Model for homeostasis and dysbiosis in normal skin and atopic dermatitis skin. The microbiota composition of normal healthy skin consists largely of bacteria that belong to Firmicutes (mainly Staphylococcus spp. like Staphylococcus epidermidis, depicted in yellow) and Actinobacteria (Propionibacterium and Corynebacterium, depicted in blue). In atopic dermatitis, the skin is often colonized by Staphylococcus aureus (depicted in red), whereas the abundance of other bacteria is decreased. See also Supplemental Table 2, http://links.lww.com/COAI/A3 for more specific microbe–microbe or host–microbe interactions related to skin immune function and skin barrier function. AMP, antimicrobial protein; PAMP, pathogen-associated molecular pattern.

The presence of Staphylococcus aureus, which is found on the skin in more than 90% of atopic dermatitis patients, is thought to play an important role in the pathogenesis of this disease,[33] as some treatments to reduce S. aureus colonization proved to decrease severity of atopic dermatitis.[34] However, it is unlikely that a single species causes atopic dermatitis. In a recent study,[35] the microbiota composition of lesional skin of moderate-to-severe paediatric atopic dermatitis patients was analysed at baseline, during disease flare, and posttreatment, revealing that temporal shifts in skin microbiota composition were associated with disease flares and treatment. More specifically, the relative abundance of S. aureus and, surprisingly, also the skin commensal Staphylococcus epidermidis was increased with clinical disease activity, whereas species of the genera Streptococcus, Propionibacterium, and Corynebacterium were increased following therapy. One could speculate that the increased abundance of S. epidermidis in lesional atopic dermatitis skin reflects a microbial response to overgrowth of S. aureus, as S. epidermidis is able to selectively inhibit S. aureus[13]. Overall, the atopic dermatitis skin of the inner elbow and the back of the knee, two areas that are commonly affected in atopic dermatitis patients, showed a much lower microbiota diversity relative to the same skin area of healthy controls[35] (Supplemental Table 1, http://links.lww.com/COAI/A3). This suggests that the changing milieu of lesional atopic dermatitis skin might be a perfect microenvironment and substrate for specific (staphylococcal) species.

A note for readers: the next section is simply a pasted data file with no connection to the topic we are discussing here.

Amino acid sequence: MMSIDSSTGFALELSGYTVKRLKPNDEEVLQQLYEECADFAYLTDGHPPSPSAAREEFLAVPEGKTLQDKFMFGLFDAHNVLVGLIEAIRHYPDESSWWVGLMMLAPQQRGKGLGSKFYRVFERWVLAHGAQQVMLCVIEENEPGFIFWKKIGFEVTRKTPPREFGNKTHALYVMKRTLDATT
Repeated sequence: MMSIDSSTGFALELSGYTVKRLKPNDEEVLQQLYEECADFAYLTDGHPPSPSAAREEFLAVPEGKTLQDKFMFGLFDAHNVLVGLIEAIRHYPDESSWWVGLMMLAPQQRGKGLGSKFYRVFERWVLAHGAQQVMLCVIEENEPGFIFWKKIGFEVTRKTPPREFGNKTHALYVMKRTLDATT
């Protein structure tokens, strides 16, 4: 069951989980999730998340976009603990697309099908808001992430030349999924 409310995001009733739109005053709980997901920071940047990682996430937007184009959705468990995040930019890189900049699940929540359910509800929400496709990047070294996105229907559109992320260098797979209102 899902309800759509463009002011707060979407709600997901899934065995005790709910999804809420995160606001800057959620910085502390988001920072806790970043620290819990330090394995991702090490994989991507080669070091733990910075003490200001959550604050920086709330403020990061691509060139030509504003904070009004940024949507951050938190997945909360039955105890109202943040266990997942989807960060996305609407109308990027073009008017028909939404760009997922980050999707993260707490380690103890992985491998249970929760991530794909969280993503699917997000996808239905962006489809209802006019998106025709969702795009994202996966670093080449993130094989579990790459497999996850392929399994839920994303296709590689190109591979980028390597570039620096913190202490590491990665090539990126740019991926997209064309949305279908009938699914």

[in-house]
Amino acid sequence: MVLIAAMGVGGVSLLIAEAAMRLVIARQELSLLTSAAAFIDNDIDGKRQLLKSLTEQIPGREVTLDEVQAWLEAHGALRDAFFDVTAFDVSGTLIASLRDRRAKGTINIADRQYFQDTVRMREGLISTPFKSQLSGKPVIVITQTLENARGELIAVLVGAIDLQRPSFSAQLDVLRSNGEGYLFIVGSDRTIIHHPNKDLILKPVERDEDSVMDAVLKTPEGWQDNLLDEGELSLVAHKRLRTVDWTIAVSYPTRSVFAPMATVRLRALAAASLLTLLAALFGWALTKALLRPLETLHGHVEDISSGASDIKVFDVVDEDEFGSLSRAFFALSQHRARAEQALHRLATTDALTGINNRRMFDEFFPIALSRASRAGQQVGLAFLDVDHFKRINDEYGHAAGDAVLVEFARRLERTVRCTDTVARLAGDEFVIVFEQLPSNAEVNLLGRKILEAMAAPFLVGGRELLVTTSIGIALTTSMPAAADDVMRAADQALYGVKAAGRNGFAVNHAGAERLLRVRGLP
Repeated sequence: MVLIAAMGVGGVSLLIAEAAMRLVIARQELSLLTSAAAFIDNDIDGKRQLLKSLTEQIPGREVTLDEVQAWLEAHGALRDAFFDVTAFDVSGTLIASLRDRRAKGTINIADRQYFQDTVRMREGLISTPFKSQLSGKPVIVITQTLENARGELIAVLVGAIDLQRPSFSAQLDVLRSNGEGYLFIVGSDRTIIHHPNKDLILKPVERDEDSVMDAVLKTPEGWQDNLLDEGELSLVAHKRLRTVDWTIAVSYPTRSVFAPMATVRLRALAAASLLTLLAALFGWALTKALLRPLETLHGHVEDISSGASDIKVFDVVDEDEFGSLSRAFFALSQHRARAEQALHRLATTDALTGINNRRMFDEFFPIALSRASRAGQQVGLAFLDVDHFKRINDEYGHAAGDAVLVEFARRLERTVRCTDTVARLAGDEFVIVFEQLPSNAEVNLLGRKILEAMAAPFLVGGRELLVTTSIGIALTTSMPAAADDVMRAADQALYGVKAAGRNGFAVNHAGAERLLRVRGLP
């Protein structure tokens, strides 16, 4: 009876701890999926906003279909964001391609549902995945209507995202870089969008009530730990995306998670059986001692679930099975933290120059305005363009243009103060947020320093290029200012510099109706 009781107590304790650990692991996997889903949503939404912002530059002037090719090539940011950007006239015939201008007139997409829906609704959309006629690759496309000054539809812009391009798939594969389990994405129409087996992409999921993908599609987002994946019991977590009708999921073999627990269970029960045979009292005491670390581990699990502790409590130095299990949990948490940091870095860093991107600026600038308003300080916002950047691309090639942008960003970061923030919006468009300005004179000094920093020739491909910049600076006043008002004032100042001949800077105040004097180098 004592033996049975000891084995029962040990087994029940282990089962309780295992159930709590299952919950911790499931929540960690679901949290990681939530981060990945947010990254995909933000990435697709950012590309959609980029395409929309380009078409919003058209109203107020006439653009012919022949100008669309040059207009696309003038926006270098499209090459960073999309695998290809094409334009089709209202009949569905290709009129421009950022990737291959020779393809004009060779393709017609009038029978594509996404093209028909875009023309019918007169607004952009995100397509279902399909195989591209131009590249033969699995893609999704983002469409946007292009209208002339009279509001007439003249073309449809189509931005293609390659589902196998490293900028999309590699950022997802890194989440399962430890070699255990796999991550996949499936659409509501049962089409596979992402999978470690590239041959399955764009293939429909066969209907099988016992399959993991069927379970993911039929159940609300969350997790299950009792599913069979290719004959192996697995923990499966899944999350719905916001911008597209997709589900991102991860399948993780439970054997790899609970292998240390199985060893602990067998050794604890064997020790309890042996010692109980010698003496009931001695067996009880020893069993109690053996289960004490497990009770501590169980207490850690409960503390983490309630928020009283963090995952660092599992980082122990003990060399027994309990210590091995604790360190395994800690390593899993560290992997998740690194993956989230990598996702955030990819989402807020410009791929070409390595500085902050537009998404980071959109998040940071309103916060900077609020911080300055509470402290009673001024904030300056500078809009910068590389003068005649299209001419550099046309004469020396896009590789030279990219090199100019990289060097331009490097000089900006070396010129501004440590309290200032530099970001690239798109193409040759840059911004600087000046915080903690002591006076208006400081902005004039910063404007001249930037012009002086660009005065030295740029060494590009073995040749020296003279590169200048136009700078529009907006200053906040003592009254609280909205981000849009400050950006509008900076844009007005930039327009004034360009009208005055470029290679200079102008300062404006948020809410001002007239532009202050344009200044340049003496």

The pathogenesis of psoriasis has also been associated with changes in the skin microbiota.[36] The first microbiota study[37] in patients with psoriasis revealed that the bacterial composition of the lesional skin was much more diverse than that observed in skin from healthy individuals or nonlesional skin from psoriatic patients. Firmicutes was the most abundant and diverse phylum populating the psoriatic lesions, whereas the genus Propionibacterium was significantly underrepresented compared with nonlesional skin samples from psoriasis patients, or healthy controls. However, these results appear to be contradicted by a subsequent study[38] that analysed the skin microbiota of whole skin biopsies. It was shown that the microbiota diversity in psoriatic lesions was reduced relative to normal skin. In addition, also the genera that were present at discriminating abundance levels were different. These apparent contradictions may be because of different sampling techniques, wherein the first study determines the microbiota composition using swab samples, whereas the subsequent study analysed the microbiota from the complete epidermis and dermis. As recent studies[23,24] have shown that bacteria are also present in deeper parts of the skin, one could imagine that the microbiota of the superficial layer is just a part of the total host indigenous skin microbiota. However, it remains unclear whether disease-associated changes in the microbiota composition have a causal role in disease development or are merely the result of abnormal skin biology, which may depend primarily on host-specific genetic determinants and skin immune-system variation that are highly prevalent in inflammatory skin diseases like atopic dermatitis and psoriasis.[29–32,39,40]